Bush’s proposed terror legacy: a legal basis for perpetual war

1.9.08

The first prisoners at Guantanamo, January 11, 2002Just when you think that there can be no more outrageous proposals from the current Lame Duck government, and that it’s down to a straight race between Barack Obama, a man with profound respect for the rule of law, and John McCain, who, I fear, may allow the malign spirits of Dick Cheney and David Addington to maintain a presence in the corridors of power, George W. Bush, the Least Popular President in History, has made a last-ditch attempt to secure his bellicose legacy by slipping an extraordinary passage into proposed legislation dealing with legal appeals filed by Guantánamo prisoners in the wake of the Supreme Court’s ruling in Boumediene v. Bush.

As Eric Lichtblau described it in the New York Times, the President’s advisers, believing that “many Americans may have forgotten” that “the United States is still at war with al-Qaeda” — which is an easy mistake to make, given that it is both dangerous and deceitful to describe resistance to small bands of terrorist criminals as a “war” — “want Congress to say so” and to “acknowledge again and explicitly that this nation remains engaged in an armed conflict with al-Qaeda, the Taliban, and associated organizations, who have already proclaimed themselves at war with us and who are dedicated to the slaughter of Americans.”

I must admit that I can’t actually understand why the President’s advisers should regard this commitment as particularly important, as legislation passed by Congress in the wake of the 9/11 attacks — the Authorization for Use of Military Force, passed on September 14, 2001 — has never been repealed, and states, unequivocally, that “the President is authorized to use all necessary and appropriate force against those nations, organizations, or persons he determines planned, authorized, committed, or aided the terrorist attacks that occurred on September 11, 2001, or harbored such organizations or persons, in order to prevent any future acts of international terrorism against the United States by such nations, organizations or persons.”

Notoriously, this is the legislation that launched the power-grab that is the main legacy of the “War on Terror” for the executive branch of the United States: the open-ended declaration of war that enabled the President and his advisers to start two wars, undermine the US Constitution, shred the Geneva Conventions, spurn habeas corpus, tear up the Bill of Rights, discard the Army Field Manual, create a system of show trials for terrorists out of thin air, spy on American citizens with impunity, and pour scorn on the UN Convention Against Torture and Other Cruel, Inhuman or Degrading Treatment or Punishment.

I can only presume, therefore, that, like some sort of grotesque power couple ostentatiously renewing their wedding vows, Bush, Cheney and Addington have put forward this legislation in an attempt to renew their own deathly vows of unending horror with Congress and the American people. Myopic and arrogant to the last, they will presumably play this as an attempt to support John McCain and the Republican Party in the face of an assault on national security by backsliding liberals, whereas all clear-sighted Americans should see it for what it really is: another cynical attempt to absolve the administration of its vast catalog of war crimes by yet again attempting to fool the American public that they are America’s saviors rather than a dictatorial executive branch, serving only their lust for power and the coffers of their blood-stained corporate allies, and that as a result they require the American people to live in a permanent state of paranoid and xenophobic fear.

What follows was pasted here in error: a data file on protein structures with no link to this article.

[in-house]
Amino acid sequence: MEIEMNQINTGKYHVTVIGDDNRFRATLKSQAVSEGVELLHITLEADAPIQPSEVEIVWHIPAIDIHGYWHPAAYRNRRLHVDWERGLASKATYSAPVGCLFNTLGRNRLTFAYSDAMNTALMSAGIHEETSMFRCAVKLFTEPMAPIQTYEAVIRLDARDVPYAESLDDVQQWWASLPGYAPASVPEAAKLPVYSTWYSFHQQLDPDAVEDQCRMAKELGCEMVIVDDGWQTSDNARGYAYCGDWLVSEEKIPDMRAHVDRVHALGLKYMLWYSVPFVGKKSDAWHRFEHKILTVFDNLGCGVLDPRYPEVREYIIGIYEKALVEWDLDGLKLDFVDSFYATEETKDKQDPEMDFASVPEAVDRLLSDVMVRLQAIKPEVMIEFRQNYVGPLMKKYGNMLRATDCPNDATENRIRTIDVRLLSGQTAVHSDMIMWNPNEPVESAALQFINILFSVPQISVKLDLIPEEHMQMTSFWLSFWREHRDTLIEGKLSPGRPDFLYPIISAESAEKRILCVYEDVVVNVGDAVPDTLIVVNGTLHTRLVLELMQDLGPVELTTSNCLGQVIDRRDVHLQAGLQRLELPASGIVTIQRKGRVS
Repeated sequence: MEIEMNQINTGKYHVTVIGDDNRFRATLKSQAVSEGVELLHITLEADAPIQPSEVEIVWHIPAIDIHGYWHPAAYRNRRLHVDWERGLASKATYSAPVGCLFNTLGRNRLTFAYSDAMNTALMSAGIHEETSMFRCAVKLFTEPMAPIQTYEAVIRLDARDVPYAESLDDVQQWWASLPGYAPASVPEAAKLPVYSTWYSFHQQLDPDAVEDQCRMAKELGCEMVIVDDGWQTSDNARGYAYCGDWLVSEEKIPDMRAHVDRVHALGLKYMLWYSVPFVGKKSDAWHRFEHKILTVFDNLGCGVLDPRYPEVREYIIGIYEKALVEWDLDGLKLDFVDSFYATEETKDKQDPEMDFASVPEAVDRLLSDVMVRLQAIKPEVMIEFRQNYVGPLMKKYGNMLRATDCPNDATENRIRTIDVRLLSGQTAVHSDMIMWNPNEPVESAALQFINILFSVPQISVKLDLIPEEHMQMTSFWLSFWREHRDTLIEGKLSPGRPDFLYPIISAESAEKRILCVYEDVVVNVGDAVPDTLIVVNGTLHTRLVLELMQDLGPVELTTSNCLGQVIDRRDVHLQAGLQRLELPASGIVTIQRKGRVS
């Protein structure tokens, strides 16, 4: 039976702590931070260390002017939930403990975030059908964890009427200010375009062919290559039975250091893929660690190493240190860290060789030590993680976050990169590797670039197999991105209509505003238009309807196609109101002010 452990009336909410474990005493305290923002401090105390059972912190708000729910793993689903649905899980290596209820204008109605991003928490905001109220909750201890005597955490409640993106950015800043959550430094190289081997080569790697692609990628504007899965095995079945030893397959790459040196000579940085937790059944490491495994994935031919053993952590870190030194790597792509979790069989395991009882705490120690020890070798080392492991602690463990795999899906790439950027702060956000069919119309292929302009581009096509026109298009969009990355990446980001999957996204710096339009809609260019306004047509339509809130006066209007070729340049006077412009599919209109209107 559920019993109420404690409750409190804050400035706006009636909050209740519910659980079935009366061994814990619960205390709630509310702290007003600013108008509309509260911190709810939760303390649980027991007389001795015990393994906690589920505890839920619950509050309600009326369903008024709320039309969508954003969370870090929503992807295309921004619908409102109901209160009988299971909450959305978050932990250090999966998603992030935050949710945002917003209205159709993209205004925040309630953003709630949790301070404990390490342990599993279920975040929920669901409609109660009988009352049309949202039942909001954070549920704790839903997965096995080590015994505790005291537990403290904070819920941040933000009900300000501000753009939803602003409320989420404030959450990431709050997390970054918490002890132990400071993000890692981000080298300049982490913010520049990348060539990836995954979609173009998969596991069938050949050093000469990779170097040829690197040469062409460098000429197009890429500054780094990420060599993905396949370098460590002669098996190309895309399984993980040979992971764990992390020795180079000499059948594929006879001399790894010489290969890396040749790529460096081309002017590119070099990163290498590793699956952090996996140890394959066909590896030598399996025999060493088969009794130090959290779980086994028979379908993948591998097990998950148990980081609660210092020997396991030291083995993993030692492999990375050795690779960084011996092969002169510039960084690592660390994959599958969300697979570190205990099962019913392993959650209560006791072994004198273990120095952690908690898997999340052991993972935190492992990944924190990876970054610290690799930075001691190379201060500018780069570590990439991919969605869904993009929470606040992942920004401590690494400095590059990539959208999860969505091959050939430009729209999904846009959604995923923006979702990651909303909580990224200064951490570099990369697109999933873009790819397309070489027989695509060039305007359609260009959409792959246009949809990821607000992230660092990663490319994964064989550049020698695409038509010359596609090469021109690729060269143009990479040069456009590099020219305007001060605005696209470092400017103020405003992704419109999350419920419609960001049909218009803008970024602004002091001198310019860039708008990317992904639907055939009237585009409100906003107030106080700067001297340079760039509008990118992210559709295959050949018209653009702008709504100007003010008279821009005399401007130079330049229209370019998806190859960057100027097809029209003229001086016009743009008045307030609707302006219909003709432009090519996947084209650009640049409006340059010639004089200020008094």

Andy Worthington is the author of The Guantánamo Files: The Stories of the 774 Detainees in America’s Illegal Prison (published by Pluto Press, distributed by Macmillan in the US, and available from Amazon — click on the following for the US and the UK). To receive new articles in your inbox, please subscribe to my RSS feed, and see here for my definitive Guantánamo prisoner list, published in March 2009.

As published on the Huffington Post and Antiwar.com.

One Response

  1. Andy Worthington says...

    This is the opinion of “optomdoc,” who posted this reply to the article on the Huffington Post, which seems to be both chilling and accurate:

    What the proposed legislation seems designed to do would be to ex post facto set forth an argument that the original legislation was intended to apply not to just those responsible for 9/11, but other organizations or associations that were not involved in 9/11.

    So if you applied “enhanced interrogation” techniques against an individual who was a member of an organization or association that was not involved in 9/11, but that might know something about those that were, you could use the authorization as a defense. Otherwise, you have just committed a war crime.

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Andy Worthington

Investigative journalist, author, campaigner, commentator and public speaker. Recognized as an authority on Guantánamo and the “war on terror.” Co-founder, Close Guantánamo, co-director, We Stand With Shaker. Also, singer and songwriter (The Four Fathers) and photographer.
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